My interpretation of Chaplin’s “rule” for dialogue in MODERN TIMES is that the machines speak while the humans are silent and must depend on intertitles. There’s no other real reason why the inventor hawking the automatic feeding device (cinema’s most disturbing contraption prior to the Ludovico Technique in CLOCKWORK ORANGE — both devices are presented with the cliché “Actions speak louder than -“) should use a phonograph recording to deliver his sales pitch. Then there’s the boss, who only speaks via the medium of closed-circuit TV (he’s PART of the factory) and there’s a radio broadcast about prison releases and an ad for indigestion relief.

vlcsnap-2016-07-10-12h17m41s211

vlcsnap-2016-07-10-12h17m31s047

The singing waiters break this rule, though they’re largely heard offscreen. Charlie breaks the rule too, but it’s better for him to do it suddenly and violently, prefigured by the shock of his switch to 24fps movement and the sound his shoes make as the scuff on the dance floor. He’s also doing something else here he doesn’t attempt elsewhere — when Chaplin sings, the camera becomes the night club audience and he performs right at us. Charlie, in his early movies, enjoyed a direct rapport with the movie audience. It’s fortuitously showcased right at the start in KID AUTO RACES AT VENICE where he won’t get out the way of a newsreel camera — he emerges from the crowd to hog the lens and the limelight and communicate with us visually. Throughout his early work he enjoys this ability to shoot us a sly look. I’m not quite sure when he phased this out, but in something like the dance with the bread rolls in THE GOLD RUSH he deploys a deliberate device, moving in close so that the camera takes the group POV of the showgirls watching him perform, so that he can again sort-of acknowledge the camera, though he does it with an assumed shyness, never quite meeting our eyes.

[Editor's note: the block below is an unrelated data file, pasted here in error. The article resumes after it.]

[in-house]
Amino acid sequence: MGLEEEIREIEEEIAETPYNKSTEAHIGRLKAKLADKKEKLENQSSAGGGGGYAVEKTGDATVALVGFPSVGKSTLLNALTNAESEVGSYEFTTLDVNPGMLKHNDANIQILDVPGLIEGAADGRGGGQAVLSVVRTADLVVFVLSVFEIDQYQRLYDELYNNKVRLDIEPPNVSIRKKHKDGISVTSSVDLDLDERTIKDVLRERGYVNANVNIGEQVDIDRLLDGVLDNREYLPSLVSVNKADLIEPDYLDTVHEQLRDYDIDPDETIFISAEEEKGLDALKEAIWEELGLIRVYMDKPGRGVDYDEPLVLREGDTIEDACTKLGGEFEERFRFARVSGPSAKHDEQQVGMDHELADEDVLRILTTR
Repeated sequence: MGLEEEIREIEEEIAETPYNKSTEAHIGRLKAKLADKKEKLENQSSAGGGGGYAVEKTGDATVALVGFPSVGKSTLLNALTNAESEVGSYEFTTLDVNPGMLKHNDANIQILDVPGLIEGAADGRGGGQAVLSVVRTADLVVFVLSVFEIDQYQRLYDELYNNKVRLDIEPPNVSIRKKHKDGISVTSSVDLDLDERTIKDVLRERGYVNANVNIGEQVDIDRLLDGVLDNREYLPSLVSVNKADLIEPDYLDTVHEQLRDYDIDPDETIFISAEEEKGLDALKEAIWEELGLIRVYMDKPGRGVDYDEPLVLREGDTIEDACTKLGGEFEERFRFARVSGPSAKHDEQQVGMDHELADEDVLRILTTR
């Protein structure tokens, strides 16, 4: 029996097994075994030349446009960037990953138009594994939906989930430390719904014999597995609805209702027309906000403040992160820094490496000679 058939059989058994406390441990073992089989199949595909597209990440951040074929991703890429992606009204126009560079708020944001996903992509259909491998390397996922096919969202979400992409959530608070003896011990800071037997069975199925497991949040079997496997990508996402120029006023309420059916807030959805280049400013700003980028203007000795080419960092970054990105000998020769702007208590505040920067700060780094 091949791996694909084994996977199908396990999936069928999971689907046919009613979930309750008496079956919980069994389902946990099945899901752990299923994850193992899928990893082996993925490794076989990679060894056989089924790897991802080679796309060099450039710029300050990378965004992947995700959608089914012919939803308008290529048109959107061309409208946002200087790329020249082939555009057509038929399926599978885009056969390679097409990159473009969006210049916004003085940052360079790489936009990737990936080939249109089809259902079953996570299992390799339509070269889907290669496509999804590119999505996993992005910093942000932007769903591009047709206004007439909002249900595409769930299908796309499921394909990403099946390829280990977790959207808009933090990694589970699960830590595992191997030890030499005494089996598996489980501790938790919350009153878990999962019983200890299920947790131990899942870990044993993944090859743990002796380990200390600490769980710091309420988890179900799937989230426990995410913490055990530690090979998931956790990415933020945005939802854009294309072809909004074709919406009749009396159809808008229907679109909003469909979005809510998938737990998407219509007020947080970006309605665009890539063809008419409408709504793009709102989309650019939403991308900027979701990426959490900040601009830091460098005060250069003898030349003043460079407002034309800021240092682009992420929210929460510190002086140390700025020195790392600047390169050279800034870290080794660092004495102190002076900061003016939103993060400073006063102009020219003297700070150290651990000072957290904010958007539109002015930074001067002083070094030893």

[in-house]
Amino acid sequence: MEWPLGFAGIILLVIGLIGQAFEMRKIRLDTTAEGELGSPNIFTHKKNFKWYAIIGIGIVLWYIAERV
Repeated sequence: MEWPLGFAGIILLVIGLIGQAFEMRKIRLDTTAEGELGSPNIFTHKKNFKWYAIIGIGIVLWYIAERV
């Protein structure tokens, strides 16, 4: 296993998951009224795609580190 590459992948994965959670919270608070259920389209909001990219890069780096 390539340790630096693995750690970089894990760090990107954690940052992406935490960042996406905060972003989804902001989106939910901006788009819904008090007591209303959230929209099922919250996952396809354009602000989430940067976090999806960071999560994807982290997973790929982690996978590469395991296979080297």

vlcsnap-2016-07-10-12h33m54s708

What does Chaplin’s singing mean? In the story, it’s his latest attempt to join society and earn a living, and it’s the one that comes closest to being a roaring success. Bypassing language but accepting sound, Charlie/Chaplin nearly becomes a star of the talking age. But it’s not to be — fleeing the restaurant, Charlie and the gamin (Paulette Goddard) revert to intertitles, and a song plays without the later, famous words. Invitation declined. Charlie walks off into the sunrise, not alone for once, and the camera, and Chaplin, stay behind, watching him go.